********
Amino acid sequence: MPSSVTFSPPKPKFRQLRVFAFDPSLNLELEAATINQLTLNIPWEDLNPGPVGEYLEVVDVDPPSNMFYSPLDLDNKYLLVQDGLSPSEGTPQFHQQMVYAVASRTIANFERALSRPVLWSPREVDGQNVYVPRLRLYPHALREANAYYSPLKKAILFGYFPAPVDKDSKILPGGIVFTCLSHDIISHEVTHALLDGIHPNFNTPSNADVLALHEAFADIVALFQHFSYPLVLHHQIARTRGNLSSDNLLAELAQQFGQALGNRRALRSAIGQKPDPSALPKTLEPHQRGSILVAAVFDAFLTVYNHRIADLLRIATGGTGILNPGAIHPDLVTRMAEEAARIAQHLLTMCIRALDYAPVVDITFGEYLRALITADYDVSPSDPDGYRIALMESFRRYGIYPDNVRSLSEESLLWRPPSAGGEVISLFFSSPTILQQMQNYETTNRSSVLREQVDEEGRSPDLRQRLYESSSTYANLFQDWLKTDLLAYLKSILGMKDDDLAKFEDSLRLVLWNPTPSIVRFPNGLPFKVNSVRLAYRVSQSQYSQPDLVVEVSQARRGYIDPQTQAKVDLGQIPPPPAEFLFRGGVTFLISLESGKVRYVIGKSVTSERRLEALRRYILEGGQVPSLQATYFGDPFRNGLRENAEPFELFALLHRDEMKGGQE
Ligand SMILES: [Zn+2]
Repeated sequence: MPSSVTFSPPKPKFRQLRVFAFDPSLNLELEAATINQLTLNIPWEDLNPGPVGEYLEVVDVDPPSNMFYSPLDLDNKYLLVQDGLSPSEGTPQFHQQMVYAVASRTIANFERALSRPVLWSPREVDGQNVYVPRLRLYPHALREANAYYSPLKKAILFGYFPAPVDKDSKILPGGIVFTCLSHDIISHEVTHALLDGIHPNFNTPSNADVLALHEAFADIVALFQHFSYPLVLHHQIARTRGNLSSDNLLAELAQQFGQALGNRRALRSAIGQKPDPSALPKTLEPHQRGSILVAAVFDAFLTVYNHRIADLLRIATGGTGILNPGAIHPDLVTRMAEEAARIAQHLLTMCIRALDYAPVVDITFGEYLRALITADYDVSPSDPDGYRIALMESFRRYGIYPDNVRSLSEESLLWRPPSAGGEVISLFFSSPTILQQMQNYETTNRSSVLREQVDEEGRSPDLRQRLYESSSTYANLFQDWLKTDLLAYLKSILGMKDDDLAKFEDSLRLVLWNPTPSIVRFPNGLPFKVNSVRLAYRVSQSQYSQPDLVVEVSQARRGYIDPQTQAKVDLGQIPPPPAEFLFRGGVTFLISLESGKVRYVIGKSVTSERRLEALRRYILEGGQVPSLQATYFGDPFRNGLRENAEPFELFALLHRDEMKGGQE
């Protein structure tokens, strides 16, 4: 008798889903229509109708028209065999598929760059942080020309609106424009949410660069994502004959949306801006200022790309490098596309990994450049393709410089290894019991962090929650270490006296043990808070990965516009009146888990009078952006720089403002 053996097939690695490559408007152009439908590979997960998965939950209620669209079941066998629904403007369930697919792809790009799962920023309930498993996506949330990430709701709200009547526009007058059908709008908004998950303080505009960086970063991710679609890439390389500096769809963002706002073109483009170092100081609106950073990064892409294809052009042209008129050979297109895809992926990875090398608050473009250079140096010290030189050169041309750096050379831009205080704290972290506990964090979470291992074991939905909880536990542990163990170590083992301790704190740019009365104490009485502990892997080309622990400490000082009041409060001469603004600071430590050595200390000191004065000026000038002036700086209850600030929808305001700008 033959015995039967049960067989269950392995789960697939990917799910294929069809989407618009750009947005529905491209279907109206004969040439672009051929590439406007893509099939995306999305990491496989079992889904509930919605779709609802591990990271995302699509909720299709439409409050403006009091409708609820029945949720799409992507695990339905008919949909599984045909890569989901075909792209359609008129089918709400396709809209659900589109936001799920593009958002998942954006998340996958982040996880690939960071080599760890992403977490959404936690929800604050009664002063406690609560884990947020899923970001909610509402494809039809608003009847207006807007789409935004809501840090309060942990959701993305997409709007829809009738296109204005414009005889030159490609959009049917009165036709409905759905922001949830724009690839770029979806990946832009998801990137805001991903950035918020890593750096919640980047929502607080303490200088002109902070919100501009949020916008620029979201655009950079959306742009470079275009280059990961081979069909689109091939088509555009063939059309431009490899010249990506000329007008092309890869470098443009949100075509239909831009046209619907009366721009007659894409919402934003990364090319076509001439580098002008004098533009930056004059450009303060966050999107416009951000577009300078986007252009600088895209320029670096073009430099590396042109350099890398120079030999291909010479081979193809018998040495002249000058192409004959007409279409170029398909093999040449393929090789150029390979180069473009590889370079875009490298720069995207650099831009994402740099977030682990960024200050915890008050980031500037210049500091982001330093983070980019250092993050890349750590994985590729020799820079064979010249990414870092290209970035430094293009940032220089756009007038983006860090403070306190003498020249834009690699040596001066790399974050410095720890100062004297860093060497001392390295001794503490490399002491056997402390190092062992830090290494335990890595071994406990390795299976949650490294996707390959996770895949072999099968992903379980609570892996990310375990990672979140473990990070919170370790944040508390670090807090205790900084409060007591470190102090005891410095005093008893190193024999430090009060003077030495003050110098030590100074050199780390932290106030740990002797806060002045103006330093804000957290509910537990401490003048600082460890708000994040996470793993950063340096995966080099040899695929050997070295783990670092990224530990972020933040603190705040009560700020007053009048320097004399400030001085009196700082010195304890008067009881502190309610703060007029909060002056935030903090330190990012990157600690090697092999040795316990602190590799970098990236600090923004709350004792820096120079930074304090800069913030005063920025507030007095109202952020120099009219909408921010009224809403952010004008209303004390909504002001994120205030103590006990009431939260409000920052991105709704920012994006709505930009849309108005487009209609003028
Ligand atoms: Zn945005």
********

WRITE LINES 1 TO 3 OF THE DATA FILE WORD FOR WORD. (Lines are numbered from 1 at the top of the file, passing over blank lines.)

Amino acid sequence: MPSSVTFSPPKPKFRQLRVFAFDPSLNLELEAATINQLTLNIPWEDLNPGPVGEYLEVVDVDPPSNMFYSPLDLDNKYLLVQDGLSPSEGTPQFHQQMVYAVASRTIANFERALSRPVLWSPREVDGQNVYVPRLRLYPHALREANAYYSPLKKAILFGYFPAPVDKDSKILPGGIVFTCLSHDIISHEVTHALLDGIHPNFNTPSNADVLALHEAFADIVALFQHFSYPLVLHHQIARTRGNLSSDNLLAELAQQFGQALGNRRALRSAIGQKPDPSALPKTLEPHQRGSILVAAVFDAFLTVYNHRIADLLRIATGGTGILNPGAIHPDLVTRMAEEAARIAQHLLTMCIRALDYAPVVDITFGEYLRALITADYDVSPSDPDGYRIALMESFRRYGIYPDNVRSLSEESLLWRPPSAGGEVISLFFSSPTILQQMQNYETTNRSSVLREQVDEEGRSPDLRQRLYESSSTYANLFQDWLKTDLLAYLKSILGMKDDDLAKFEDSLRLVLWNPTPSIVRFPNGLPFKVNSVRLAYRVSQSQYSQPDLVVEVSQARRGYIDPQTQAKVDLGQIPPPPAEFLFRGGVTFLISLESGKVRYVIGKSVTSERRLEALRRYILEGGQVPSLQATYFGDPFRNGLRENAEPFELFALLHRDEMKGGQE
Ligand SMILES: [Zn+2]
Repeated sequence: MPSSVTFSPPKPKFRQLRVFAFDPSLNLELEAATINQLTLNIPWEDLNPGPVGEYLEVVDVDPPSNMFYSPLDLDNKYLLVQDGLSPSEGTPQFHQQMVYAVASRTIANFERALSRPVLWSPREVDGQNVYVPRLRLYPHALREANAYYSPLKKAILFGYFPAPVDKDSKILPGGIVFTCLSHDIISHEVTHALLDGIHPNFNTPSNADVLALHEAFADIVALFQHFSYPLVLHHQIARTRGNLSSDNLLAELAQQFGQALGNRRALRSAIGQKPDPSALPKTLEPHQRGSILVAAVFDAFLTVYNHRIADLLRIATGGTGILNPGAIHPDLVTRMAEEAARIAQHLLTMCIRALDYAPVVDITFGEYLRALITADYDVSPSDPDGYRIALMESFRRYGIYPDNVRSLSEESLLWRPPSAGGEVISLFFSSPTILQQMQNYETTNRSSVLREQVDEEGRSPDLRQRLYESSSTYANLFQDWLKTDLLAYLKSILGMKDDDLAKFEDSLRLVLWNPTPSIVRFPNGLPFKVNSVRLAYRVSQSQYSQPDLVVEVSQARRGYIDPQTQAKVDLGQIPPPPAEFLFRGGVTFLISLESGKVRYVIGKSVTSERRLEALRRYILEGGQVPSLQATYFGDPFRNGLRENAEPFELFALLHRDEMKGGQE